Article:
Greater Hornbill

3D Printing Tech Helps Treat ZooTampa Hornbill’s Tumor

by Monica Starr

April 2022 

An Ecology Florida Feature

Advancements in 3D-printing technology has been represented in the medical community all over the world. Most recently in Tampa, researchers were able to save a resident that developed a fatal form of cancer. Crescent is the 25-year old female hornbill who currently resides at ZooTampa. After developing an often fatal cancer on her beak called squamous cell carcinoma, her caregivers decided to fight to find a solution to this problem. 

Specialists from the University of South Florida and Tampa General Hospital collaborated to first remove the cancer lesion. During this procedure, Crescent was anesthetized and a CT scan was conducted which revealed that the lesion was more extensive than previously thought. The scan showed a large tumor that was located near the back of her casque, very close to the skull. Because of these circumstances, it seemed that the only solution was to completely remove the tumor. Experts from both facilities agreed that this was the best chance of success, but they faced another problem. When the cancer was removed, the bird’s sinuses would be exposed which could led to even more health issues. The associate veterinarian at ZooTampa, Dr. Kendra Baker explained that this type of tumor is usually found near the front of the skull, but Crescent’s tumor was located in the back. This resulted in some creativity from researchers to properly remove the tumor without causing more problems.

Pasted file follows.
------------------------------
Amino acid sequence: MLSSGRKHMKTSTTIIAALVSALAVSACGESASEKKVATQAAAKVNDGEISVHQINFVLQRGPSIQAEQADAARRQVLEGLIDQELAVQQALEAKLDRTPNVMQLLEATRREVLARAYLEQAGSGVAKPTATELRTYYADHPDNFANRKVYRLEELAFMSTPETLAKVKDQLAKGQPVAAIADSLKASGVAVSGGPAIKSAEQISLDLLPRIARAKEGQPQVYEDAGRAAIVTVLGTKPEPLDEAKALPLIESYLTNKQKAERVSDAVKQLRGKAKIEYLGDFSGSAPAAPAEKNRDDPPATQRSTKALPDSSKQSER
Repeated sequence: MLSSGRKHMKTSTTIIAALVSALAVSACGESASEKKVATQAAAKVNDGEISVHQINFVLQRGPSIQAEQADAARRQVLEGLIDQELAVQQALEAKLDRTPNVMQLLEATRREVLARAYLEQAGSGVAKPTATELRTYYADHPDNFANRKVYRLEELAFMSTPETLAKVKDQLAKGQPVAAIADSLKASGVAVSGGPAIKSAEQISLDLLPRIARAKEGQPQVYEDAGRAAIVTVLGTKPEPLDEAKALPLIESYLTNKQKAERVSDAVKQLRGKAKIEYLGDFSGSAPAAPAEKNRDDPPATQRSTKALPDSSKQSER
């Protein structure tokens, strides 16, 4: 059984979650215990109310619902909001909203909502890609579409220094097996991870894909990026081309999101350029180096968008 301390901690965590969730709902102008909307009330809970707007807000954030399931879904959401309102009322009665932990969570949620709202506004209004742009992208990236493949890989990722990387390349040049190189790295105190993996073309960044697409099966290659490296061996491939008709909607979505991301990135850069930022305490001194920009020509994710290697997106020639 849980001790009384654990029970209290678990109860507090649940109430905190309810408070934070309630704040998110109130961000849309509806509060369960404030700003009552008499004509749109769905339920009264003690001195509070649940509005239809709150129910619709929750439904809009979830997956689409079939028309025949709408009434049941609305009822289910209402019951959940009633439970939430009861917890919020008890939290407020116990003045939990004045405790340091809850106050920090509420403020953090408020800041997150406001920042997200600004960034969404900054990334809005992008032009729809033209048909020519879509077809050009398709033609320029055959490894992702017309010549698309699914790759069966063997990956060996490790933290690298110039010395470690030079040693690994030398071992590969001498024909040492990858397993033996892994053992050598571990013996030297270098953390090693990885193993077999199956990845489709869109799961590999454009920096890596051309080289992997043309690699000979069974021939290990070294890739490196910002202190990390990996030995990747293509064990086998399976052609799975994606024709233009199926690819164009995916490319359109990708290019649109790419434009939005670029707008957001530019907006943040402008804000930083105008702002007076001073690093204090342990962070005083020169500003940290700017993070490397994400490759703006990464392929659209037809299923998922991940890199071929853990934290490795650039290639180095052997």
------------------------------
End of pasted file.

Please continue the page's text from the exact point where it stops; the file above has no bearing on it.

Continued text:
The research team came up with the idea to print and design a 3D-casque for Crescent. This is the first time that this has ever been done in the United States and just the second time it has been done internationally. The prosthetic beak needed to be lightweight, hard and durable for the great hornbill. After the tumor was removed, surgeons used dental acrylic to apply the new beak and then the beak was permanently attached with titanium screws. This prosthetic is designed to cover her sinuses and she now has full use of her beak. 

This is a great win for species listed as vulnerable by the International Union for Conservation of Nature, like the hornbill. Using technology like 3D-printing for environmental conservation is a great way to show how connected each sector is. The researchers involved in this project showed innovation and creativity. The dedication to various species at ZooTampa is inspiring and moving forward we will continue to see this type of research in order to preserve and protect species all over the world. 

Monica Starr is the Public Communications Facilitator for Ecology Florida News. Monica is a graduate student at the University of South Florida studying Global Sustainability.


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